Why a One Plane Golf Swing Is Best for Beginners
What is a One Plane Golf Swing
Before we can learn how to properly execute a one plane golf swing, let’s first look at exactly what a one plane swing is and what distinguishes it from a two-plane golf swing. The easiest way to distinguish a one plane from a two plane golf swing is that during a one plane golf swing the golfer swings the club forward (the downswing) on the same invisible path in mid-air (the swing plane) on which he or she drew the club back (the backswing). At the top of a one plane swing the golfers left shoulder (for right-handed golfers) should be directly in line with the shoulders. Another way to envision this type of golf swing is that an invisible line is drawn in mid-air by the club head during the backswing and that this same line is followed or traced during the downswing. During a two-plane swing this invisible line would not be traced or followed exactly during the downswing. Some golf instructors use the concept of a plane of glass bisecting the golfers body and the golfers arms resting on this plane of glass during,both, the backswing and the downswing.
How to Execute a One Plane Golf Swing
In order to execute a one plane golf swing, the golfer should begin by facing the ball with his or her knees slightly bent and the club face positioned squarely towards the ball. The reason for this club head position is because this is exactly the position in which the club face should impact the ball. To achieve this, it is necessary to get the clubhead back to this same position at the end of the swing (when it also has momentum)! Begin a one plane swing by rotating the hips away from the ball. This movement will draw the clubhead up and back and is the ideal way to begin your backswing. As the backswing progresses, keep your right arm (for right handed golfers) close to your torso, This will help maintain a consistent swing plane. Continue to rotate your hips and shoulders away from the ball – all the while keeping your head down and eye on the ball – until your body is coiled like a spring. When you cannot rotate any more, this is the top of your backswing. Now simply ‘unwind’ your body, initiating this move by rotating your hips in the opposite direction. Keep your right arm against your torso during the downswing in order to maintain the one plane golf swing. If executed correctly and you have kept your head down and eye on the ball, the clubface should impact the ball squarely and the clubhead should be in the same position it was at address. Keeping the right arm close to the body is the key to executing the one plane golf swing consistently.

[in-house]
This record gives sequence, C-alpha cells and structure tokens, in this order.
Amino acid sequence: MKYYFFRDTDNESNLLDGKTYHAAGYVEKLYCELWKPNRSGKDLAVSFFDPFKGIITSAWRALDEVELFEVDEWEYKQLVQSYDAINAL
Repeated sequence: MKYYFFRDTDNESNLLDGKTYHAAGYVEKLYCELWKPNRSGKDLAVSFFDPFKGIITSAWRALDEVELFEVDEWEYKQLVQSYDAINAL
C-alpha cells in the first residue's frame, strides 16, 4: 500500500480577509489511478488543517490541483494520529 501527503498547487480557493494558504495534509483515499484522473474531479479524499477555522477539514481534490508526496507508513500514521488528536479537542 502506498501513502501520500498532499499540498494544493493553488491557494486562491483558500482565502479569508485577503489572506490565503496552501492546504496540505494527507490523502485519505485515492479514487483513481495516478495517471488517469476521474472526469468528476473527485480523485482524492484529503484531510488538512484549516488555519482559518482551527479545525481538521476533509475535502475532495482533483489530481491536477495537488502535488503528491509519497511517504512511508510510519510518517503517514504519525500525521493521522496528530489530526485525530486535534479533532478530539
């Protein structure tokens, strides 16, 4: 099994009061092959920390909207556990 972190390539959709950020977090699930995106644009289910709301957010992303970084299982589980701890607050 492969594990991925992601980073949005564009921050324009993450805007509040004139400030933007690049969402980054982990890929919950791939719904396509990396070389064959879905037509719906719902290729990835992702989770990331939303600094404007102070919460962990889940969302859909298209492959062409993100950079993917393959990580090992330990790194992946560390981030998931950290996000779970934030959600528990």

Why a One Plane Golf Swing is Best for Beginners
First off, think back to the description of a one plane swing versus a two plane swing that was discussed at the beginning of this article. During a one plane swing, there should be no movement of the arms up or down either above or below this invisible plane that was outlined during the backswing. As a result, when employing a one plane swing it is much easier to return the club head back to its original position. The one plane swing is more efficient (i.e. doesn’t lose energy) between the backswing and downswing because of vertical arm movement. This allows even a beginning golfer to generate more clubhead speed and deliver more power to the golf ball at impact. This is why this type of golf swing is the one taught in the free golf eBook, How to Hit Your Driver Like A Pro that can be downloaded free here to help beginner to intermediate golfers learn to hit their drivers more consistently and add distance.
So, to sum it all up, a one plane swing accomplishes the following: Provides maximum efficiency, club released at apex of downswing, and the club head returns to the optimal squared position at impact. So, not only is the one plane swing the best golf swing for beginners, it is the swing that many touring pros now use, as well.